“The illness [H5N1] causes in humans is severe and kills about 60 per cent of those who are infected,” Taylor said.
“No other illnesses of this type have been identified in Canada since the traveller returned from China. This is an isolated case.”
The officials added that the patient was otherwise healthy and it’s not yet clear how the person contracted H5N1.
Speaking to Evan Solomon, host of CBC News Network’s Power & Politics, Taylor said the patient was relatively young.
“This was a relatively young — well, a young person compared to me, with no underlying health conditions,” he said. Taylor is 58.
Risk of getting H5N1 low
Officials emphasized that this is not a disease transmitted between humans.
There were two people travelling with the infected person, whom officials are following for 10 days to ensure they don’t have any symptoms. They are also going to notify the other passengers from the flights between Beijing and Edmonton, and are following a group of the patient’s “close contacts.”
Talbot said family members of the victim are being monitored and treated with medication, but noted that there’s no sign they are sick.
Officials created confusion by referring to the patient as “him” and “her” in order to avoid identifying anyone. Officials said that they would not identify the sex, age or occupation of the patient. They also refused to say whether the infected passenger was an Edmonton resident or whether the patient went to hospital in Edmonton, although the final leg of the flight ended there.
Talbot said reports that the patient was from Edmonton are erroneous.
Ambrose, who phoned into a news conference in Ottawa, said Canadian officials are working with Chinese authorities on the case, as well as the World Health Organization.
“The risk of getting H5N1 is very low. This is not the regular seasonal flu. This is an isolated case,” she said.
An Air Canada spokeswoman said in a statement the airline is co-operating with officials, but referred any questions on the matter to the Public Health Agency of Canada.
Source: World Health Organization
Figures for all countries except Canada are current as of Dec. 10, 2013. Canada’s one case was reported on Jan. 8, 2014.
Albertans urged to get flu shots 3:00
Alberta Health Services (AHS) says there are more than 965 confirmed flu cases in the province and there have been five deaths.
“Those are only people who have gone to seek medical attention and physicians have done specimens that have been sent to the lab and those have been confirmed positive,” said Dr. Judy McDonald. “We expect that there is much more influenza circulating in our communities that has not been lab confirmed.”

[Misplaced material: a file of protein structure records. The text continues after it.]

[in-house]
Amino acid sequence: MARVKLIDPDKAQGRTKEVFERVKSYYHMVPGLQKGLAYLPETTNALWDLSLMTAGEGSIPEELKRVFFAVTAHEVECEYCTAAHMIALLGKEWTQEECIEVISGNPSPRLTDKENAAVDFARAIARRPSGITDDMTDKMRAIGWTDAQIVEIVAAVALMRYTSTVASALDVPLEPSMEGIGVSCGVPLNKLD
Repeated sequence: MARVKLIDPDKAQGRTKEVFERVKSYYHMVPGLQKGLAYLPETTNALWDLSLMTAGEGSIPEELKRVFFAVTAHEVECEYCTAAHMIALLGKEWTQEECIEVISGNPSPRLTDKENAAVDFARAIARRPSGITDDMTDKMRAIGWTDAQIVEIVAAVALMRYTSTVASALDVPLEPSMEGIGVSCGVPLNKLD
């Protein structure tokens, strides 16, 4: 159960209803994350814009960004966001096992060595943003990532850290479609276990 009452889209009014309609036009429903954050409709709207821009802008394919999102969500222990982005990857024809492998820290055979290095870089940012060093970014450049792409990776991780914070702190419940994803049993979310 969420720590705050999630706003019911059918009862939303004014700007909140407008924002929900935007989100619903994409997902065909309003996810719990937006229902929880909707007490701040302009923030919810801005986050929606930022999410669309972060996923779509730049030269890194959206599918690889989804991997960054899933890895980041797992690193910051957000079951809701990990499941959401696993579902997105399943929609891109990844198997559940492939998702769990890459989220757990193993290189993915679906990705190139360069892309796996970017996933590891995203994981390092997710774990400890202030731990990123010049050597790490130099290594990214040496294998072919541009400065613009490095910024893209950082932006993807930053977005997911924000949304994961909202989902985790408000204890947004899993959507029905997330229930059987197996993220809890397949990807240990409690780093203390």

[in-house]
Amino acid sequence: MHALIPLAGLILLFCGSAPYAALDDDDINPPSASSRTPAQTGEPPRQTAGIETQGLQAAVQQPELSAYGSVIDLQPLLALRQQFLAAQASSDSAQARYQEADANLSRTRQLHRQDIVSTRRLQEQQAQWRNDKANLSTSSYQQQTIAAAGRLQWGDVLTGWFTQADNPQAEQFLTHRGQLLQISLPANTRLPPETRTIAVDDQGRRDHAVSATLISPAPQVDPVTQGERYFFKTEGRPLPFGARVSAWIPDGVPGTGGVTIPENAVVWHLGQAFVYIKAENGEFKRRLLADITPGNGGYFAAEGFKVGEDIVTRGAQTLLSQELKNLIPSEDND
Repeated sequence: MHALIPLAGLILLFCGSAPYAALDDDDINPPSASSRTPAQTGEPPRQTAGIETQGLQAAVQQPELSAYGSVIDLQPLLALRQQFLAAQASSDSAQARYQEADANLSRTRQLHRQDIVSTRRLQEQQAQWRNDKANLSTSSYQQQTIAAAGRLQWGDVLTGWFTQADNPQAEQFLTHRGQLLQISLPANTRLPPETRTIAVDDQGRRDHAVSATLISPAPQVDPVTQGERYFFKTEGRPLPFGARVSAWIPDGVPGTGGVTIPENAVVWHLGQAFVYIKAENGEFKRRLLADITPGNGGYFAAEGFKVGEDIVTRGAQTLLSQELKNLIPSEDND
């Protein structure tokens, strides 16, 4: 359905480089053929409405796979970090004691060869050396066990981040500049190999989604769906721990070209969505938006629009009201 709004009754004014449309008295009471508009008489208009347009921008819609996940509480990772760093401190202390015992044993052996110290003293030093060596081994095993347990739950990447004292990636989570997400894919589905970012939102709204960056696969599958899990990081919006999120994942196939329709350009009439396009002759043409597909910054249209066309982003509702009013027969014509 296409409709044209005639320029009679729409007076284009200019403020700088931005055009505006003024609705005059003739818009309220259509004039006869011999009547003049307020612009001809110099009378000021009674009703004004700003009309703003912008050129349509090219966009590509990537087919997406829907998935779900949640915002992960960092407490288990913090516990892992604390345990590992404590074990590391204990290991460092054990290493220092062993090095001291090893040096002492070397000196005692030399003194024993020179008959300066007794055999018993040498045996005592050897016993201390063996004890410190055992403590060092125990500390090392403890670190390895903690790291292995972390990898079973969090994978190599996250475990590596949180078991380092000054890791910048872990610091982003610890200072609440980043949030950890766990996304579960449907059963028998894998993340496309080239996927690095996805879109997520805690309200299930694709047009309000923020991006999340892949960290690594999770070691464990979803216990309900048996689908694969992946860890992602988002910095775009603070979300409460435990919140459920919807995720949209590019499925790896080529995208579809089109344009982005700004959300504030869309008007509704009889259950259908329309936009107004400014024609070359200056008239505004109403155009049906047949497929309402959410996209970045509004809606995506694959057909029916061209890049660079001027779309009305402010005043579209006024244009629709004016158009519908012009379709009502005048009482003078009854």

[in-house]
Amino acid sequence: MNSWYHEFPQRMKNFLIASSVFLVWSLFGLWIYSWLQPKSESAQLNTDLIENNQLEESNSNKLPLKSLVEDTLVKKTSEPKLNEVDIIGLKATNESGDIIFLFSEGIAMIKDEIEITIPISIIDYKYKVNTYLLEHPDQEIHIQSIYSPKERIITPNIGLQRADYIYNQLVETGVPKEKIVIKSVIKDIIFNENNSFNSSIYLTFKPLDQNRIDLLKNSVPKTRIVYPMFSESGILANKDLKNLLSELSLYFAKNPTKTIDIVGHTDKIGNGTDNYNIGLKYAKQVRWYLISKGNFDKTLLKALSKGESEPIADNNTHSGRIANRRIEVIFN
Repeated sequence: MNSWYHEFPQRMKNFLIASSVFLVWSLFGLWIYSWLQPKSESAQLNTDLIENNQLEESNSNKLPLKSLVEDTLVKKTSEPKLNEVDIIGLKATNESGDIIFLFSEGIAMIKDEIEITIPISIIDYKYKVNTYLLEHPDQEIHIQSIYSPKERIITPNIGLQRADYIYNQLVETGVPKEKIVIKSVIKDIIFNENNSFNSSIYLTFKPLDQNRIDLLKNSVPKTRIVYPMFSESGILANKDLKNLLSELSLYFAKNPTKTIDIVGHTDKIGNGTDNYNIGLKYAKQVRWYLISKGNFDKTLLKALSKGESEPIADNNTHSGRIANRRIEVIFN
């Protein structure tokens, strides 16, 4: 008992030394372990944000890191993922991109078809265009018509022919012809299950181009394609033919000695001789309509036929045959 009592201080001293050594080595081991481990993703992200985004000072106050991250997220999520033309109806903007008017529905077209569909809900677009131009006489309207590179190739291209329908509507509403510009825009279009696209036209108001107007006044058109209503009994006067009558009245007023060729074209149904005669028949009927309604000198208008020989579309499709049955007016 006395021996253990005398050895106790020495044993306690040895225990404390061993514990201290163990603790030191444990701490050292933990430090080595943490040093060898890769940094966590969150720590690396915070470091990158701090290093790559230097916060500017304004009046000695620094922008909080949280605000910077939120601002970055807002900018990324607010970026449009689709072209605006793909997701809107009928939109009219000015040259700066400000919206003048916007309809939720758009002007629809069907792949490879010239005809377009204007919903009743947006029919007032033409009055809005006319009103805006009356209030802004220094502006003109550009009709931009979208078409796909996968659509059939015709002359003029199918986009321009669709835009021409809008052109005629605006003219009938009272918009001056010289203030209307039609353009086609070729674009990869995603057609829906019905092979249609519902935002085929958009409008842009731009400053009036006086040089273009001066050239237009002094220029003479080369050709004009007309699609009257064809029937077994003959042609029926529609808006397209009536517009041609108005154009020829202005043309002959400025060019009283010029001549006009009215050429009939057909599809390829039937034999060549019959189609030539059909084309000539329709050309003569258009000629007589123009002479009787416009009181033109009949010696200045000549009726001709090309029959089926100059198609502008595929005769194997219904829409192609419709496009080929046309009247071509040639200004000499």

Officials say 920 of those cases are of the H1N1 strain, which is covered by this year’s flu vaccine. The overall number of flu cases has jumped by 50 per cent in one week.
Dr. Glen Armstrong, an infectious disease expert, says the numbers aren’t a record but more than the province has seen in recent years.
“It may be that because we’ve had a bit of a holiday over the last couple of years. People have become complacent and are thinking, ‘OK, it’s no big deal, you know I don’t need to get vaccinated,'” he said.
Armstrong says even if you got the H1N1 vaccine during the 2009 pandemic, you should get immunized again.
“Because you don’t get lifelong immunity,… you get sort of a spike of immunity that will protect you for maybe a year or so. But after that immunity starts to wane and so this is a good opportunity to get revaccinated and to boost your immunity back up again to give you maximum protection,” he said.
Mass immunization clinics reopen
Health officials are urging people to get the vaccination, particularly before children head back to school.
Albertans who have not yet received a flu shot can still visit AHS mass immunization clinics, local pharmacies and family physician offices.
The vaccine is still available, free of charge, to all Albertans six months of age and older. But officials are reminding Albertans that children under the age of nine are not able to receive the vaccine at pharmacies.
Alberta Health Services clinics at Brentwood Mall in Calgary’s northwest and at the South Calgary Health Centre are both open today.
Mass immunization clinics in Edmonton will reopen Friday at the Bonnie Doon Health Centre and Northgate Health Centre from 9 a.m. to 4:30 p.m. MT.
For complete details on clinic locations and hours, call Health Link Alberta toll free at 1-866-408-5465 or visitalbertahealthservices.ca/influenza.